This book is intended to be a complete deconstruction of the “dota” genre, a book written for those who love videogames. This book will refer to individual titles as “dota games”, the genre as the “dota genre”, and will use a lower-case stylization in order to distinguish the term from Defense of the Ancients and Dota 2, the two games in the Dota series. Let’s explain why I have opted for “dota” in favor of the alternatives.
Why am I wasting my time on a third-rate rhythm game that never demonstrated a meaningful moment in its life and is perhaps known for its use as an upgrade in existing Dance Dance Revolution cabinets, leading Konami to sue Roxor out of existence? Well, there’s this magical fairy land known as “teh hardcores”, and when In the Groove was flown in the backs of flying pixies, expert rhythm game players declared it out and out superior to the game it liberally borrowed from. Not because it was it was the clear and superior upgrade, but because it was harder. Longer songs, more notes, more complexity, more difficulty. In the Groove‘s “superiority” was less about proper game design and more about acting as a vehicle for the human competition that was being compromised by Dance Dance Revolution‘s easier song lists.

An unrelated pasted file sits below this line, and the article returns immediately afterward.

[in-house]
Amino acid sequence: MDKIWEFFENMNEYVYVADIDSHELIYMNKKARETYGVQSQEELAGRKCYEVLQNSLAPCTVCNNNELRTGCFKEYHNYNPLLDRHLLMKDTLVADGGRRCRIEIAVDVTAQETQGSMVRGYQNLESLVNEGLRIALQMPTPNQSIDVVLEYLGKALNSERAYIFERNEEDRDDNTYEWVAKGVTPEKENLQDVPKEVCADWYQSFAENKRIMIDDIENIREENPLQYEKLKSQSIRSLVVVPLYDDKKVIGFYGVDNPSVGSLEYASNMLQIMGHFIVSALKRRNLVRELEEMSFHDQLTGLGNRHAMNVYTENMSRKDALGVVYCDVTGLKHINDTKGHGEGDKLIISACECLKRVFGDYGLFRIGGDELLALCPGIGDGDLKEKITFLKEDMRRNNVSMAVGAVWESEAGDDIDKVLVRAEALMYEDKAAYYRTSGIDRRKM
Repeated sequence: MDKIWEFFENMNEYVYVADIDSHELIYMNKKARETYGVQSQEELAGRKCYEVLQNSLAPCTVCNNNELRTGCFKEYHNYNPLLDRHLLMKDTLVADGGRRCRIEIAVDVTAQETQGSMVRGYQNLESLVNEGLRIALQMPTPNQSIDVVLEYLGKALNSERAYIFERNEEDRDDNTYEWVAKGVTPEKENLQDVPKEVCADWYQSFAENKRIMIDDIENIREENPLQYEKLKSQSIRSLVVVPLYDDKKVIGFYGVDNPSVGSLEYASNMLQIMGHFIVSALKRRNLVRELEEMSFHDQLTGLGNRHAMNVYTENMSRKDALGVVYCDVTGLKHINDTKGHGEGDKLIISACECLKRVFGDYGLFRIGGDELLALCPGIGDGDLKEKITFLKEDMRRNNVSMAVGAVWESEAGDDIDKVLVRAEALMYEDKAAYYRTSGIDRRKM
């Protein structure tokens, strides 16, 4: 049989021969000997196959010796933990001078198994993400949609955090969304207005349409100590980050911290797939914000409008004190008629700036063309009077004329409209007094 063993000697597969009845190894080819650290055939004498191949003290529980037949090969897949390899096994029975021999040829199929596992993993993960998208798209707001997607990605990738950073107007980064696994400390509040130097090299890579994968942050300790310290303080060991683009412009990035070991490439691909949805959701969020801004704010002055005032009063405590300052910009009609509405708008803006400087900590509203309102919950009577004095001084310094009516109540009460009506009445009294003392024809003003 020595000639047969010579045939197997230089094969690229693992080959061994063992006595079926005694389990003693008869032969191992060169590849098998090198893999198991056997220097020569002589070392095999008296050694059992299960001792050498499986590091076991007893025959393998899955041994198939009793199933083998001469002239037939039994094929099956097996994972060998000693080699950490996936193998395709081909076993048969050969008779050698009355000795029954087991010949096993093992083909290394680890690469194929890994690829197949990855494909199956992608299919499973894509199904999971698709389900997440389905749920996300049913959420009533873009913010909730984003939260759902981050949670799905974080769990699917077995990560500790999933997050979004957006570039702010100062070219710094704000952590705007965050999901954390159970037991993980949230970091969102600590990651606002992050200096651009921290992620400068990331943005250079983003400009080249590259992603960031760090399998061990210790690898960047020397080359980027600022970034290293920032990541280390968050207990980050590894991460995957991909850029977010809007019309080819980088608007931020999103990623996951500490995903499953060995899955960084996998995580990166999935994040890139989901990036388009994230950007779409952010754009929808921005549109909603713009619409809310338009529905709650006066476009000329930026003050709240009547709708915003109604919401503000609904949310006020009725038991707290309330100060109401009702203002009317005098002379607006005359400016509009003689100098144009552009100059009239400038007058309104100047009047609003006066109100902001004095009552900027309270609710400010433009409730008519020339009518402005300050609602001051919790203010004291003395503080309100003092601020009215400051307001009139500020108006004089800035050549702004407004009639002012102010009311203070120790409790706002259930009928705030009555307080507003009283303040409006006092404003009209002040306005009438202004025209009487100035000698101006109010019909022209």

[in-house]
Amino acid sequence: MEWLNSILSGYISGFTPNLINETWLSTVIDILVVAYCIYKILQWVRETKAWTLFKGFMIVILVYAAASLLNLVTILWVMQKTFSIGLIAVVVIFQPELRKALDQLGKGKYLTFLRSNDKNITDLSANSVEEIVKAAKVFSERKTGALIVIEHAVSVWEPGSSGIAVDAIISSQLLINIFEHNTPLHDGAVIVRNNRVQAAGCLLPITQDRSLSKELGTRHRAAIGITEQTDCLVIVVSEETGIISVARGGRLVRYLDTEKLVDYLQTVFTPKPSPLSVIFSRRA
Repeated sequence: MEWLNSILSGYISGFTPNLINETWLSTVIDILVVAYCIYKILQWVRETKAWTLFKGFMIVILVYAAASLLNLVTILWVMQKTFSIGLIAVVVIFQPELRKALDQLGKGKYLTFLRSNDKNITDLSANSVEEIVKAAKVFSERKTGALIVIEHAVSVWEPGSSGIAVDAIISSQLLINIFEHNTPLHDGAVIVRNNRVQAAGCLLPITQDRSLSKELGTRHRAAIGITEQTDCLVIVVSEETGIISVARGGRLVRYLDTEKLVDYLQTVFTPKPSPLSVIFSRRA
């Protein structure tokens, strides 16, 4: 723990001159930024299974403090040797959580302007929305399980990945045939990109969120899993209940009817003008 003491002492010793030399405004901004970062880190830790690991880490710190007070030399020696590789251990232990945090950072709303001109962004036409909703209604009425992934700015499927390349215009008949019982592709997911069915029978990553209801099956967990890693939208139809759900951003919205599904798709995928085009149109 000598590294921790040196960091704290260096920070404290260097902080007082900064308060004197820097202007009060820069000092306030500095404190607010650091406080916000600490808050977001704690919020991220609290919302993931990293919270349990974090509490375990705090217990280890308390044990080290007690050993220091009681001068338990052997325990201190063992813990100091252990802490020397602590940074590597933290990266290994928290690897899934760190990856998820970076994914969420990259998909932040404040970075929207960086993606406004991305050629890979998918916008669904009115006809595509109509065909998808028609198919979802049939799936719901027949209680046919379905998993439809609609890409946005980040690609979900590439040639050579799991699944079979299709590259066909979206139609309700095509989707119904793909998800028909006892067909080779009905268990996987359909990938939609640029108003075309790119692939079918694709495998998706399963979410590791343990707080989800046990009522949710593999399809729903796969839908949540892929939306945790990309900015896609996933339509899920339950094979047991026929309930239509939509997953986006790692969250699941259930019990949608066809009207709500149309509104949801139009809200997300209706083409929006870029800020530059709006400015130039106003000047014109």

Developed by Access Games
Published by Square-Enix
Originally released in Japan in 2013 as Drag-On Dragoon 3
If you think that Dynasty Warriors is atrocious, you’d have a real field day with Drakengard 3. Imagine the worst game in that series, but super-linear, ugly, and extremely poorly optimized, with no more than a dozen enemies on the screen and the battlefield feeling like a barren wasteland. There’s some fun to be had with real-time weapon switching, parries, and airdashes, but it all devolves into “been there, done that” far too quickly—special thanks to the bad enemy design, which is varying from boring to awful: Some standard cannon fodder, some annoying projectile spammers, some guys with predictable charge attacks you always dodge and counter in the same way, some forgettable midbosses with uninteresting patterns. Numerous sidequests are either mindless slaughters or poorly planned challenges, boss battles are all far too simple (apart from one which deserves its own long rant), and dragon sections have nothing on good, old Panzer Dragoon. With how mindless they are, they feel like some early alpha version scattered by the development team at the last-minute.